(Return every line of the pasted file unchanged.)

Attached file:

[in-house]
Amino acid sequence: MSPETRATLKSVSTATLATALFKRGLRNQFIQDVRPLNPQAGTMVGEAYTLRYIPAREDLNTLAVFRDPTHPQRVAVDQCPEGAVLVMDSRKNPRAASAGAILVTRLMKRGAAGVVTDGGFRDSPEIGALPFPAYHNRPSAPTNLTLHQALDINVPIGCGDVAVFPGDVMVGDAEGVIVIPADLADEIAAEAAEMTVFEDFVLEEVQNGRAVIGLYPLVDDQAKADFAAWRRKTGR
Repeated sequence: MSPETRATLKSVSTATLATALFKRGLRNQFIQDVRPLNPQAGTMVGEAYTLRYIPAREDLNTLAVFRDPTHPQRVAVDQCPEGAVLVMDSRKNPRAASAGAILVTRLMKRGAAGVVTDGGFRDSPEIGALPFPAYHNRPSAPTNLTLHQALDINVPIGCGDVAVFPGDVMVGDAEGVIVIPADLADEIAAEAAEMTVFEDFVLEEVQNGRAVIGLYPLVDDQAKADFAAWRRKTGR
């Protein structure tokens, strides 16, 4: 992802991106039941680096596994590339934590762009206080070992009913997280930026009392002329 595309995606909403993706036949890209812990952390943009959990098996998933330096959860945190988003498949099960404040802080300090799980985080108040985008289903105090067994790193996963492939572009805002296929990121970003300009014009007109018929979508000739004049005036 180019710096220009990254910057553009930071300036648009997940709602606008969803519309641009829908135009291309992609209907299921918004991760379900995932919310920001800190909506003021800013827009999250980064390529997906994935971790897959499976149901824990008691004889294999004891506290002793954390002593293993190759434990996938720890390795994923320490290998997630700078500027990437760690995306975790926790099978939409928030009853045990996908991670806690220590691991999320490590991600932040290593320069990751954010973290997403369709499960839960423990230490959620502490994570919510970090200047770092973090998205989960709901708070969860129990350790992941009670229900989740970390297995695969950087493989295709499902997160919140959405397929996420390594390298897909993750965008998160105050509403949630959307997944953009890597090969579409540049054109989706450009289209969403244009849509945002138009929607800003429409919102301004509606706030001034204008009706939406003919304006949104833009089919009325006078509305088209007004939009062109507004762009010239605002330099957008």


[in-house]
Amino acid sequence: MSPETRATLKSVSTATLATALFKRGLRNQFIQDVRPLNPQAGTMVGEAYTLRYIPAREDLNTLAVFRDPTHPQRVAVDQCPEGAVLVMDSRKNPRAASAGAILVTRLMKRGAAGVVTDGGFRDSPEIGALPFPAYHNRPSAPTNLTLHQALDINVPIGCGDVAVFPGDVMVGDAEGVIVIPADLADEIAAEAAEMTVFEDFVLEEVQNGRAVIGLYPLVDDQAKADFAAWRRKTGR
Repeated sequence: MSPETRATLKSVSTATLATALFKRGLRNQFIQDVRPLNPQAGTMVGEAYTLRYIPAREDLNTLAVFRDPTHPQRVAVDQCPEGAVLVMDSRKNPRAASAGAILVTRLMKRGAAGVVTDGGFRDSPEIGALPFPAYHNRPSAPTNLTLHQALDINVPIGCGDVAVFPGDVMVGDAEGVIVIPADLADEIAAEAAEMTVFEDFVLEEVQNGRAVIGLYPLVDDQAKADFAAWRRKTGR
């Protein structure tokens, strides 16, 4: 992802991106039941680096596994590339934590762009206080070992009913997280930026009392002329 595309995606909403993706036949890209812990952390943009959990098996998933330096959860945190988003498949099960404040802080300090799980985080108040985008289903105090067994790193996963492939572009805002296929990121970003300009014009007109018929979508000739004049005036 180019710096220009990254910057553009930071300036648009997940709602606008969803519309641009829908135009291309992609209907299921918004991760379900995932919310920001800190909506003021800013827009999250980064390529997906994935971790897959499976149901824990008691004889294999004891506290002793954390002593293993190759434990996938720890390795994923320490290998997630700078500027990437760690995306975790926790099978939409928030009853045990996908991670806690220590691991999320490590991600932040290593320069990751954010973290997403369709499960839960423990230490959620502490994570919510970090200047770092973090998205989960709901708070969860129990350790992941009670229900989740970390297995695969950087493989295709499902997160919140959405397929996420390594390298897909993750965008998160105050509403949630959307997944953009890597090969579409540049054109989706450009289209969403244009849509945002138009929607800003429409919102301004509606706030001034204008009706939406003919304006949104833009089919009325006078509305088209007004939009062109507004762009010239605002330099957008």